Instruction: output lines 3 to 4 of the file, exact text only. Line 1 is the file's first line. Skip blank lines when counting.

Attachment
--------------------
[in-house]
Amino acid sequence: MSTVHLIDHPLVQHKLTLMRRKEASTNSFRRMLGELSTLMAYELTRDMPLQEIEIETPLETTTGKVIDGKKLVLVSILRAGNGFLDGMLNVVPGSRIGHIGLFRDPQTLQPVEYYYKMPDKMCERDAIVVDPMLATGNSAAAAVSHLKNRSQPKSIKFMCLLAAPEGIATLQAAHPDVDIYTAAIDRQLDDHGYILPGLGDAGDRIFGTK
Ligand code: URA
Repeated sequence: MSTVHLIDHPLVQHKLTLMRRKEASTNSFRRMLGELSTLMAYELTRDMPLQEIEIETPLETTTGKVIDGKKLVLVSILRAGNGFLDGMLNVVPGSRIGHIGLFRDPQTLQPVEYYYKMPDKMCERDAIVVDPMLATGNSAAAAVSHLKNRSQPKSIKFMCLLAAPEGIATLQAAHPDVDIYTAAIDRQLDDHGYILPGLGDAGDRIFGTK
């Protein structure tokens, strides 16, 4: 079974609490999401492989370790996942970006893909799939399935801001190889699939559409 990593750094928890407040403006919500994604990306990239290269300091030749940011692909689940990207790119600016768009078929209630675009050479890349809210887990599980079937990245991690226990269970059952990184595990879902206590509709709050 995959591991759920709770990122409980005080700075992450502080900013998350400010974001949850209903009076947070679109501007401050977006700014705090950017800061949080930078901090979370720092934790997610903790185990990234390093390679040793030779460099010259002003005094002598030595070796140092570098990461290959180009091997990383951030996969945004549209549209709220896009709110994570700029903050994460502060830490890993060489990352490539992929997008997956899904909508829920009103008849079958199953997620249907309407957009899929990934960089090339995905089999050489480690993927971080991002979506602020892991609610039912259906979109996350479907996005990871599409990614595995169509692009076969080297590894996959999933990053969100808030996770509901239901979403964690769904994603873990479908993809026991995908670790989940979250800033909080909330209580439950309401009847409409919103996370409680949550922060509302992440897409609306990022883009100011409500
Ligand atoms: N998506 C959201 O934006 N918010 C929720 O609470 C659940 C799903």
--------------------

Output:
Ligand code: URA
Repeated sequence: MSTVHLIDHPLVQHKLTLMRRKEASTNSFRRMLGELSTLMAYELTRDMPLQEIEIETPLETTTGKVIDGKKLVLVSILRAGNGFLDGMLNVVPGSRIGHIGLFRDPQTLQPVEYYYKMPDKMCERDAIVVDPMLATGNSAAAAVSHLKNRSQPKSIKFMCLLAAPEGIATLQAAHPDVDIYTAAIDRQLDDHGYILPGLGDAGDRIFGTK